Horsham Week has been a major fixture on the soaring calendar since 1967. The 41st Horsham Week again incorporated the Victorian State Competition, as has been the case since 2003. 40 pilots competed over 8 days; there were 2 no-fly days. Conditions weakened as the Week progressed.
Wimmera Soaring Club retired from running Horsham Week 5 years ago and the pilots took over, with continuing strong support from Max Hedt and many other club members. Max is an almost-retired grain grower whose son Rolf has also been active in gliding over the years.
Max Hedt was a founding member of Wimmera Soaring Club in 1963 together with Tommy Thompson (Jeremy Thompson's father) and several others. The Club's first glider, a Slingsby T31 tandem tutor, arrived later that year. Their first competition was at Dooen in the Easter of 1966.
Max had read a book called "8 Days at Angers" (France) and this gave the Club the idea to run an 8 day comp. The best timing for conditions seemed to be early February, rather than Easter, and the first Horsham Week was held in 1967 at Dooen. 8 pilots competed including David Wilson (dedicated Horsham Week met-man who has competed nearly every year) in a Boomerang, Tony Tabart in his Bocian (Tony has competed in just about every Horsham Week) and Alan Patching.
In 1967, Wimmera Soaring Club received permission to locate at Horsham airfield and the hangar was moved. The first flight out of Horsham was in October 1967. The first Horsham Week at Horsham (the second Horsham Week) was in February 1968.
Jenny & Jeremy Thompson competed this year in their first Horsham Week, sharing their aircraft, to conclude a 2 month gliding holiday on the east coast. Jenny is a former President of Darling Downs Soaring Club and Jeremy is CFI.
Jeremy started gliding at Horsham in a Kookabura when he was 14 years old, encouraged by his father. The family moved to Sydney before Jeremy went solo.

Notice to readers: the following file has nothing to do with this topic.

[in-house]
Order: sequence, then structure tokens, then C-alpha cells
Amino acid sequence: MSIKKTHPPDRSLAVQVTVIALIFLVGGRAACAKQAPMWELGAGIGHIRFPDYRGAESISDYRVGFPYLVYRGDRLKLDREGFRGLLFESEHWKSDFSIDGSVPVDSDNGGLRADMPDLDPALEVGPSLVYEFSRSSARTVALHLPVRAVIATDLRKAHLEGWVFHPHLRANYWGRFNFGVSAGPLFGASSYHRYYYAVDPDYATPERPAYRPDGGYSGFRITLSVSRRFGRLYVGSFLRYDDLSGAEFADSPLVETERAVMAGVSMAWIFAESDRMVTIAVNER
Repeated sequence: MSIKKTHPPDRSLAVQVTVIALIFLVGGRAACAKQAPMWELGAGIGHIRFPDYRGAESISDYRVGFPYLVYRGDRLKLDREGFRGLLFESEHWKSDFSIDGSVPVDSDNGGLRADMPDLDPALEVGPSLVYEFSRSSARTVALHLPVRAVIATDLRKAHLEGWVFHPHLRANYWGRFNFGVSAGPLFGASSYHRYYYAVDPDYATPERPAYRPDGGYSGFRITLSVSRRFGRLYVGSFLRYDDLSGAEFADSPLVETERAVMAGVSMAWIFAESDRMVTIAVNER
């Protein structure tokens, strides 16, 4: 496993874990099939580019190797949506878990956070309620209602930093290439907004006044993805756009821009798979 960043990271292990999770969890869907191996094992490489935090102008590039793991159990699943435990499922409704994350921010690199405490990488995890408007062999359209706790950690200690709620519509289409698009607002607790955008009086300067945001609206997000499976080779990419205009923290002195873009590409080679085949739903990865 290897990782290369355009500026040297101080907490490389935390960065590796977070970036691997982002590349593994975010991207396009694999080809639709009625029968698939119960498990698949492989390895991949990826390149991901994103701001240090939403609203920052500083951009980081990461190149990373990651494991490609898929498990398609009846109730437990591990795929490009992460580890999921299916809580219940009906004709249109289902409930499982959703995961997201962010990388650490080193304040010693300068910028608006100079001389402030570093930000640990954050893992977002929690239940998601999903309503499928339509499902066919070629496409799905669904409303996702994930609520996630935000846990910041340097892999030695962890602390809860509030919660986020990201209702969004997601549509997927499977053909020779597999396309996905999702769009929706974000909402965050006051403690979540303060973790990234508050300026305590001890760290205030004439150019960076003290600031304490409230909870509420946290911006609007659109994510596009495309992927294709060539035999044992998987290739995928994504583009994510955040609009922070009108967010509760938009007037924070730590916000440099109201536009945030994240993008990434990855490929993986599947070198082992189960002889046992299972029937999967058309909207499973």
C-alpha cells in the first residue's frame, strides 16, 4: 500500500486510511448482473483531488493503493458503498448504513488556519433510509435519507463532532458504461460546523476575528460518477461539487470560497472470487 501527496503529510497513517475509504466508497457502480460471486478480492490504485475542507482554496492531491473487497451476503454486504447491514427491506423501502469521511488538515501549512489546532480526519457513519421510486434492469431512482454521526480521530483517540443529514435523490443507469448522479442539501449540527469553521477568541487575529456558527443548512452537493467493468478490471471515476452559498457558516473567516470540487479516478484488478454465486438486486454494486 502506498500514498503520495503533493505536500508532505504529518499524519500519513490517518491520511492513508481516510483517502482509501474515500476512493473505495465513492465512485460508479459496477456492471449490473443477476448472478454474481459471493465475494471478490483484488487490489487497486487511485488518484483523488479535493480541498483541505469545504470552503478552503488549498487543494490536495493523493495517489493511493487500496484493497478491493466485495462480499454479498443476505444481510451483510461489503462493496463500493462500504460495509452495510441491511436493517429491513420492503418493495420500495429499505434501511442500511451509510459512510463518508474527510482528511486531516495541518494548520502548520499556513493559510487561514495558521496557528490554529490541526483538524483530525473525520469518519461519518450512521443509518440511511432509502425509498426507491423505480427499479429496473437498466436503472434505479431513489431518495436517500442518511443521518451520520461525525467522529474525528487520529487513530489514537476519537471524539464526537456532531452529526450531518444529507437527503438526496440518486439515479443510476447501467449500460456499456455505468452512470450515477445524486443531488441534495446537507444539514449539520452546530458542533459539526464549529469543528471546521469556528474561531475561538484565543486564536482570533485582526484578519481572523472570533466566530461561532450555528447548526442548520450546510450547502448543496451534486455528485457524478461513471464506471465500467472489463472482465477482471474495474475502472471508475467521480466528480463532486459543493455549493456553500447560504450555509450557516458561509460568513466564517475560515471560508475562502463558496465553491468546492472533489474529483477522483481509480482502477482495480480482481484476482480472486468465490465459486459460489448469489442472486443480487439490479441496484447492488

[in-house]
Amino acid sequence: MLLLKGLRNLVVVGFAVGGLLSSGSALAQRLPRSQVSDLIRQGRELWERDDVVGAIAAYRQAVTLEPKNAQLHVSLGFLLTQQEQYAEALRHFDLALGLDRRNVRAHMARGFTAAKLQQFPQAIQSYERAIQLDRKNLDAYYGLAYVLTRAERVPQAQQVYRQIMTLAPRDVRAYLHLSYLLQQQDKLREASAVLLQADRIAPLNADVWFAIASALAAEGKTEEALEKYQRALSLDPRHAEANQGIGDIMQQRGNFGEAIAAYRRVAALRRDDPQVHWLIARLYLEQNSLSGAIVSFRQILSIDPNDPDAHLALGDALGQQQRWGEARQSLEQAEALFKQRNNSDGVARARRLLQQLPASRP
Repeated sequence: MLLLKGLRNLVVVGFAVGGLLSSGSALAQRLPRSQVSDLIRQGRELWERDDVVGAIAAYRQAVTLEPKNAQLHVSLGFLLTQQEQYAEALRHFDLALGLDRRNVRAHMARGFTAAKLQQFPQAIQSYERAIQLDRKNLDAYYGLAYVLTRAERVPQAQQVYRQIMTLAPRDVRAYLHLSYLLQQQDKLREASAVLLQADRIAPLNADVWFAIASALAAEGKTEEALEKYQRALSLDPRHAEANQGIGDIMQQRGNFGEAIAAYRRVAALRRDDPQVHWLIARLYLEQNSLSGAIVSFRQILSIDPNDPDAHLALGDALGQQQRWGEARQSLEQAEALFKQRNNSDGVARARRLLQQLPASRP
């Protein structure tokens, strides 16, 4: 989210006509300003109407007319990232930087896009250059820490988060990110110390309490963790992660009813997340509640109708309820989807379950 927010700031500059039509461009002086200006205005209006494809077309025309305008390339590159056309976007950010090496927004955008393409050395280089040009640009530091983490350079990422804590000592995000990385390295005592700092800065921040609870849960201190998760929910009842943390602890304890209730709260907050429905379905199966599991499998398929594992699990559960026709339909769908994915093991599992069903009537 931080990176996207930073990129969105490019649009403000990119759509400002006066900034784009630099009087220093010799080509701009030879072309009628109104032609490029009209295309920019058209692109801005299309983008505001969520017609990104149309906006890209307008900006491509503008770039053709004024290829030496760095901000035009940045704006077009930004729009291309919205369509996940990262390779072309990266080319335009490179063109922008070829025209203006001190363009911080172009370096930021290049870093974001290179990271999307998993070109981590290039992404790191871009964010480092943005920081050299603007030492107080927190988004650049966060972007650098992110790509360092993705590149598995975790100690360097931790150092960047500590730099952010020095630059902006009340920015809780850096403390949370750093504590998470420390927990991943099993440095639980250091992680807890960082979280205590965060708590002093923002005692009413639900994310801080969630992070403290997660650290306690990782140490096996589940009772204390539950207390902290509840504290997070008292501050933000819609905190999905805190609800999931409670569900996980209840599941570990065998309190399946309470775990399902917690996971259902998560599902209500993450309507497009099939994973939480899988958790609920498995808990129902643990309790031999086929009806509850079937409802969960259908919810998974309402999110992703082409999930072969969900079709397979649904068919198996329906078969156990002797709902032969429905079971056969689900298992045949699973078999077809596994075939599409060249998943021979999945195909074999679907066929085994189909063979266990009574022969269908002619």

Jenny & Jeremy described Horsham Week as "very relaxed and a good atmosphere. It's great country to fly over - large paddocks and many tasking and outlanding opportunities. We've found that the differences in NSW and Victoria compared with Queensland are the length of the days and the fact that you can do much bigger distances here. We love flying in Queensland, but we came down here to get away from some of the limitations we experience up there".
Jenny was the only female solo pilot "which is another difference with Queensland - we have a lot of female pilots participating in competitions".
Before the comp, Jenny broke an Australian female record for a 500km out and return at 134 kph from Corowa. Jenny started flying gliders when she was 15 when her father gave up sailing as a hobby and they took up gliding together - gliding looked similar to sailing because of the elements.
Aaron Stroop from Bathurst Soaring Club started gliding in 1975 and the next year, not yet solo, came to his first Horsham Week in Sunraysia's 2 seater Blanik with Reg Hudson as his instructor. Aaron competed in lots of Horsham Weeks but stopped attending when he moved to NSW.
"This is the first time that I've been back to Horsham since living in Sydney and I thought that it was time - and I'm glad that I did. I love flying out of Horsham; it's so different from NSW. I fly over undulating hilly land and the thermals are consistent, but it's very different here - hard to explain. I've known all the pilots for years and it's good to come back and fly with friends in a low key event. So many of the competitions that I fly are very serious. This is fun as well as good flying."
Ben Loxton (Victorian Motorless Flight Group) was the youngest pilot competing. Horsham Week subsidises Australian juniors and supported Ben for the last 2 years with nil entry fees. Ben has been flying for 4 years, has always been interested in aircraft and flying and is in final year aerospace engineering at RMIT University.
"Gliding is the logical start as it's much cheaper than power flying, which I hope to eventually take up. This is my third Horsham Week. The first I was coached in a Janus by David Wilson. I really enjoy flying here as everyone is very supportive of junior pilots and they're all willing to share their knowledge with me. I'm looking forward to coming back next year."
Craig Dilks (President, Bendigo Gliding Club) flew his 4th Horsham Week in the Club's Super Arrow - which is 7 years older than Craig. He had a couple of wins in his first year. Craig has been a Bendigo GC member for 16 years: "I hope to become a Level 1 instructor this year. Because I work in retail, it's hard to get time off in the Jan/Dec period, so this comp suits me. I fly every weekend possible; the main reason I come to Horsham Week is to see how much I've improved - or not. It's a good test of my skills in a friendly competitive environment.